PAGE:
ISSUE # 50

September 1999


QUESTIONNAIRE There have been many responses to the "Questionnaire" included in our August issue of Marists All. Though as yet there has not been complete participation, we have many interesting stories from our friends. Thus, instead of publishing the usual one fall issue in November, we expect to come out with two issues, this one and another in early December.

At times we beg mightily for responses to meet our projection of publishing quarterly; a few times we have been happily overwhelmed by the amount of material sent to us. We trust that everyone understands that sometimes we must make a few editorial decisions and adjustments caused by various restraints. So necessarily some of the correspondence we now have in hand will be held for a late edition. It has been a pleasure and a blessing for us to work on this project; we thank all who have  supported us in word and deed.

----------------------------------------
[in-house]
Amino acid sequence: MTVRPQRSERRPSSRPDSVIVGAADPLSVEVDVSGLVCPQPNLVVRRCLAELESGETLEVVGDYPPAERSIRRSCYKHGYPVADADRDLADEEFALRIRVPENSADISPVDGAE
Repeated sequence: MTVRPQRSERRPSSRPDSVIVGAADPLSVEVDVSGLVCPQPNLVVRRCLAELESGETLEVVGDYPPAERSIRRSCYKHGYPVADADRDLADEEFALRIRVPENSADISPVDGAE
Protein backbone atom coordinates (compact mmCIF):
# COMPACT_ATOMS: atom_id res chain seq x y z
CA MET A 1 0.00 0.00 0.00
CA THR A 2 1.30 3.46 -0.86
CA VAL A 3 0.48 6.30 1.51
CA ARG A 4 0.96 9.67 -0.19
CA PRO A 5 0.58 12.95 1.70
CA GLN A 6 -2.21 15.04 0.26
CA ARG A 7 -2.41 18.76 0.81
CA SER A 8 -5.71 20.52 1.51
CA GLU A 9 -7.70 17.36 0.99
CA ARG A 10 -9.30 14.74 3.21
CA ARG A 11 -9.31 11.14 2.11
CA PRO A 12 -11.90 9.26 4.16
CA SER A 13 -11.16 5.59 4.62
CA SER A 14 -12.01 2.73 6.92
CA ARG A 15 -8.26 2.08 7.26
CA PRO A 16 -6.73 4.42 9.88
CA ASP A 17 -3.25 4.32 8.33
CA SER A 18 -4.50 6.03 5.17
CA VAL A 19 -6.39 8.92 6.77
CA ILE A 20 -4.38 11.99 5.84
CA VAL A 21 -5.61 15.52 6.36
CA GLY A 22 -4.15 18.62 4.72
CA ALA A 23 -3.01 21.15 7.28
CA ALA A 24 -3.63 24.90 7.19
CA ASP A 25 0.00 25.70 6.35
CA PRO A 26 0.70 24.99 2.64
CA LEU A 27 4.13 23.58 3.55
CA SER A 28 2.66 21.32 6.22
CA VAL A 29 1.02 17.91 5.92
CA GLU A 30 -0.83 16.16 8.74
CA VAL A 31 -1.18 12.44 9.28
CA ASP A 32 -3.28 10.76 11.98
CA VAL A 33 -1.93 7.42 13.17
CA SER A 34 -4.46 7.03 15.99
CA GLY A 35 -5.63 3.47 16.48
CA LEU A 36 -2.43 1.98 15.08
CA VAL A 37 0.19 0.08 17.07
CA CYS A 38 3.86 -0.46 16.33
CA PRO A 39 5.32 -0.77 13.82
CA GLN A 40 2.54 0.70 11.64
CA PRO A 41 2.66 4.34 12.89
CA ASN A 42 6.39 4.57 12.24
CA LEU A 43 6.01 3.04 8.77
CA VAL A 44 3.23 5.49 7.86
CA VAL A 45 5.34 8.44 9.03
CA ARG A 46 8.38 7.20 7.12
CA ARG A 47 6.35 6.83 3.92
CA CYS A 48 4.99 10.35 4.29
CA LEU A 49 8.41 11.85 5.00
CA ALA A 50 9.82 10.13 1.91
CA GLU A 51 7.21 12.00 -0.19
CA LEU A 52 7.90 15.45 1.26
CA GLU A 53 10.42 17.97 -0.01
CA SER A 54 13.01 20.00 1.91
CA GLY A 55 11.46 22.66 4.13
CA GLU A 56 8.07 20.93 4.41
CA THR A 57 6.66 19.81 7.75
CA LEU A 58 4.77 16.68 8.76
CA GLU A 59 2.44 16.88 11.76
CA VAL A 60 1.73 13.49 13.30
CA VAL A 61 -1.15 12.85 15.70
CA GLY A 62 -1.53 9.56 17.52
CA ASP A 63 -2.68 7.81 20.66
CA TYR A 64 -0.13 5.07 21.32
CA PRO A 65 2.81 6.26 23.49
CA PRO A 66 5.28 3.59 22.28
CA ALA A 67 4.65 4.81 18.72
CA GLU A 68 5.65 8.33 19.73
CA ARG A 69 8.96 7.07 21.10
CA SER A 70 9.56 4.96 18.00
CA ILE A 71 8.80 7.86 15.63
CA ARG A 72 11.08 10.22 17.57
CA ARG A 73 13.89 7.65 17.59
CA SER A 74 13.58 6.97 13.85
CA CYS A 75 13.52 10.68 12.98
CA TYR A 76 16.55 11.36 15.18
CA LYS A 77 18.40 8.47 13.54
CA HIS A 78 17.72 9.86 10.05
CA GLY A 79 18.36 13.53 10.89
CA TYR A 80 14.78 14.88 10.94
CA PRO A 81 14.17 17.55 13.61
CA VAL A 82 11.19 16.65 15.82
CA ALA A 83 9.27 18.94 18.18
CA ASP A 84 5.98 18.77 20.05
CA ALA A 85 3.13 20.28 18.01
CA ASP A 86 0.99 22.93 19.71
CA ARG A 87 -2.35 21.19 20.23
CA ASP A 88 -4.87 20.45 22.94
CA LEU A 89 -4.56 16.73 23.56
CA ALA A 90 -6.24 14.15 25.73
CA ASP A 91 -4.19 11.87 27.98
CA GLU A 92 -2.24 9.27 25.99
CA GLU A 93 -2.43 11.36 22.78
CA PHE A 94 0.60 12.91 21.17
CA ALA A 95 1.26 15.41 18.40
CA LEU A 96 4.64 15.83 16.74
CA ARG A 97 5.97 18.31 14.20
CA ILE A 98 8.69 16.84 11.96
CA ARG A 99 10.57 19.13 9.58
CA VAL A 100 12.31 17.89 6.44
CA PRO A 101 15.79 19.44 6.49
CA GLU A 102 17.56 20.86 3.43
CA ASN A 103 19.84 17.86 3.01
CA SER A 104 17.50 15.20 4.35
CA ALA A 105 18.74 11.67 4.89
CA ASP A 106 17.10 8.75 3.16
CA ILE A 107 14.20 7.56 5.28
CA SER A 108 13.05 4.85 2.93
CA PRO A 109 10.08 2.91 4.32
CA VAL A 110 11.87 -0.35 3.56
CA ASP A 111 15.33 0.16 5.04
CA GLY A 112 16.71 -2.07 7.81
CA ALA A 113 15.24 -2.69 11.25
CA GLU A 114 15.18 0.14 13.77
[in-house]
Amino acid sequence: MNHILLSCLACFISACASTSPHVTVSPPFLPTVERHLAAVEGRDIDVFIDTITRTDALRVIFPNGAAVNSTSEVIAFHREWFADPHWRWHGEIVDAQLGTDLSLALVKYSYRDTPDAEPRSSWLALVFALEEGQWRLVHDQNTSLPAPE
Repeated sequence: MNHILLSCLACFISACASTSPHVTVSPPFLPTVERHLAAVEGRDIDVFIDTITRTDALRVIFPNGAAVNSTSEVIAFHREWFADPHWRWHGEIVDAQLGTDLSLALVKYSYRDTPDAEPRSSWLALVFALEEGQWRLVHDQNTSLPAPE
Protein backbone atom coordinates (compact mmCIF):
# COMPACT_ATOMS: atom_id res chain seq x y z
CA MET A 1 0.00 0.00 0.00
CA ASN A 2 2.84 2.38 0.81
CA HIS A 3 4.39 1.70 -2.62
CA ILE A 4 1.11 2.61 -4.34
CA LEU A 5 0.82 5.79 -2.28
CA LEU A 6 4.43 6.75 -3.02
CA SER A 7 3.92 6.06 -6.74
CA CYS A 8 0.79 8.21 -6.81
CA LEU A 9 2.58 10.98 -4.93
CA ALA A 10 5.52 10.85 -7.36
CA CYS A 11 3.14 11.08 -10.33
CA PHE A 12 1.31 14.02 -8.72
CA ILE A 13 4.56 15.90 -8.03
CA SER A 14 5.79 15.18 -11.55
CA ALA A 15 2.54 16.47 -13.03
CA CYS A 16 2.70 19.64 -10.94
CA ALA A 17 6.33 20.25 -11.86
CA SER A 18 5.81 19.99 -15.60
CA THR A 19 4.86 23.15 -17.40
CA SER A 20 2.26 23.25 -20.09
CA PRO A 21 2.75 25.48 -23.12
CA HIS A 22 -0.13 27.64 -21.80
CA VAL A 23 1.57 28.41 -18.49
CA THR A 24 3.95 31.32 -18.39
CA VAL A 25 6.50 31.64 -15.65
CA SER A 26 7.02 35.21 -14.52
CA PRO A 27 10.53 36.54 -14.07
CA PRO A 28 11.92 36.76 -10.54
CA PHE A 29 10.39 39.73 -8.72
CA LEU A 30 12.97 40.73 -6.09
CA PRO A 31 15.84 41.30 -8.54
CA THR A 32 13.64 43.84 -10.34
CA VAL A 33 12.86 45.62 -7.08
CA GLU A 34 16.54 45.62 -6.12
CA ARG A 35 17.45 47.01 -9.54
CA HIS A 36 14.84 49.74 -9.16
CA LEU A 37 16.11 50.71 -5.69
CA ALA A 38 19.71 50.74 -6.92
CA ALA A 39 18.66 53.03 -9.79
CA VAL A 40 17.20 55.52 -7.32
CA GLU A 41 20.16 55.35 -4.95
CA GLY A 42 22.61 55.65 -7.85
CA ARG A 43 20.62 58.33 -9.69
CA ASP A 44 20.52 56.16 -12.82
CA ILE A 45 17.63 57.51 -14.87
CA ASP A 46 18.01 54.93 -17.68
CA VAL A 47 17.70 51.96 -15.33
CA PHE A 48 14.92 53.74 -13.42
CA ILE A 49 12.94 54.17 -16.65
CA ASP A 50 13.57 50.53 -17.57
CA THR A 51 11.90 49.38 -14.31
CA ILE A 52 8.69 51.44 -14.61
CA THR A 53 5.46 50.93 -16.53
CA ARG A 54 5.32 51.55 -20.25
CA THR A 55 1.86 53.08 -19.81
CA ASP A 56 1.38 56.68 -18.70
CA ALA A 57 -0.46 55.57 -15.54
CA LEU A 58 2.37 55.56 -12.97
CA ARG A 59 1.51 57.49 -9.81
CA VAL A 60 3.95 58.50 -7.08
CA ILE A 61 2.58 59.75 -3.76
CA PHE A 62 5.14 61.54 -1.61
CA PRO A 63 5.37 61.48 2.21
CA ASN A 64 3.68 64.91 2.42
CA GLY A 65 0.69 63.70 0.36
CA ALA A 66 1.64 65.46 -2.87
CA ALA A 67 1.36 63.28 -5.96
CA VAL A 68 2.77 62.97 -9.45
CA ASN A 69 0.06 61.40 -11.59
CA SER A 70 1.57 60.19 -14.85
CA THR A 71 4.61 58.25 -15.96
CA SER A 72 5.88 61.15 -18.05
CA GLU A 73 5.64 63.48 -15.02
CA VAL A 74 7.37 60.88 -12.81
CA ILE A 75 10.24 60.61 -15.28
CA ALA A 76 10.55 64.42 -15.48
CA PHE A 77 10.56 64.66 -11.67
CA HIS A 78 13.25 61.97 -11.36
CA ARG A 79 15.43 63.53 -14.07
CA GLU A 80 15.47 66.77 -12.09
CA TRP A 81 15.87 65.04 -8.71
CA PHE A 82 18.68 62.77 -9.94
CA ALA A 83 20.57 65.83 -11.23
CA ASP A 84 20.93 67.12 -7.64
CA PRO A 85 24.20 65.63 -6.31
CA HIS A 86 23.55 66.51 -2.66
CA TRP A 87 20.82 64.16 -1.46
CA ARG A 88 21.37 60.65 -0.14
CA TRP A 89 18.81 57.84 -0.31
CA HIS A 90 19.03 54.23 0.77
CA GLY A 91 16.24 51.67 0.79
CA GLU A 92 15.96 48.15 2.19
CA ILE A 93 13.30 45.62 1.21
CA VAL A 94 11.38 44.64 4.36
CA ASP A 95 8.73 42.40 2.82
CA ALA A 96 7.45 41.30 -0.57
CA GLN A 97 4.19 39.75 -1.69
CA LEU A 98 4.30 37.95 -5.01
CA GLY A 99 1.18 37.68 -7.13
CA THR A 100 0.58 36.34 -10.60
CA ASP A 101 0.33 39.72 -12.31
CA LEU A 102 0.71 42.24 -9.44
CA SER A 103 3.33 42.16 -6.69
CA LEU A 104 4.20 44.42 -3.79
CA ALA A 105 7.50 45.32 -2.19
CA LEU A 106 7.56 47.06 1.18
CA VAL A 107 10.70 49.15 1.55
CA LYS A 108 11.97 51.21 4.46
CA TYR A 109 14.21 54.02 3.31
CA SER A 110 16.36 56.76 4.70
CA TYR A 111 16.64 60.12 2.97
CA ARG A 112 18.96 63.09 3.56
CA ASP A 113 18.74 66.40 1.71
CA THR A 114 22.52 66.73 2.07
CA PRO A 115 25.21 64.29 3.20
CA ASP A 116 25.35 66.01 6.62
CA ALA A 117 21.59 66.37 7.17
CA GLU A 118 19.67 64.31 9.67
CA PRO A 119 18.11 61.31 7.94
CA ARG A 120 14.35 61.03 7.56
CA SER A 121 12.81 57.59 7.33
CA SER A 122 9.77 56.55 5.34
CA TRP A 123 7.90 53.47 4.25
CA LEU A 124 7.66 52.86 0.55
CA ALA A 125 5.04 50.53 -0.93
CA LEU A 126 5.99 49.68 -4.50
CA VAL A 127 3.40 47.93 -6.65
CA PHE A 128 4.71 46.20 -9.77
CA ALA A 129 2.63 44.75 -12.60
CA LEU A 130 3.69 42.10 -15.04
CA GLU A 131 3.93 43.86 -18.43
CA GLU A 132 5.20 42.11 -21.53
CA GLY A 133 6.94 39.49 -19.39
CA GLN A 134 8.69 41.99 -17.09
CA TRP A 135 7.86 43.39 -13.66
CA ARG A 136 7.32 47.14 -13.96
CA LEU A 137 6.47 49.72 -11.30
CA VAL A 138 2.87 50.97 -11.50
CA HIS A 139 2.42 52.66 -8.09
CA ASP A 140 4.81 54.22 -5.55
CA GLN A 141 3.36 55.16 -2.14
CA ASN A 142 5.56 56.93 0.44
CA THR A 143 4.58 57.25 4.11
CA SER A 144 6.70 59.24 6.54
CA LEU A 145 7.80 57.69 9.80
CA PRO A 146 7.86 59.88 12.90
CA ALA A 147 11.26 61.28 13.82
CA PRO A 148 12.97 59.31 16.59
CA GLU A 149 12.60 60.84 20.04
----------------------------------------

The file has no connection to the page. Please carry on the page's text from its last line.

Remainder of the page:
Gus Nolan, 50 South Randolph Avenue, Poughkeepsie NY 12601;
David Kammer, 476 La Playa, Edgewater FL 32141; 386-426-6349;

From BR. SEAN SAMMON, V.G. ('66): Enclosed is the questionnaire from Marists All as well as help toward expenses of the publication. I'm in Acadia, Florida, for a two-day reunion with some of the folks from the U.S. religious conference with whom I worked when I was its president. It's been good to catch up. I'll be in the U.S. for three weeks vacation. (Fratelli Maristi, Champagnat, 2; C.P. 10250; 00144, Roma;

From MAURICE "Moe" LACHANCE ('59): Congratulations to the ingenious person who thought up the "Questionnaire" idea! The real coup de grace is "Do you wish to continue to receive Marists All?" Great move! Without that question I may or may not have responded. However, not wanting to miss out on even a single issue of Marists All I had no choice. Also contributing to my need to write was the listing of "Junior Jubilarians," names of 19 men who are celebrating their 40th anniversaries as Marists. These are some of the very wonderful men with whom I shared eight of the most memorable years of my life in Esopus, Tyngsboro, and Poughkeepsie.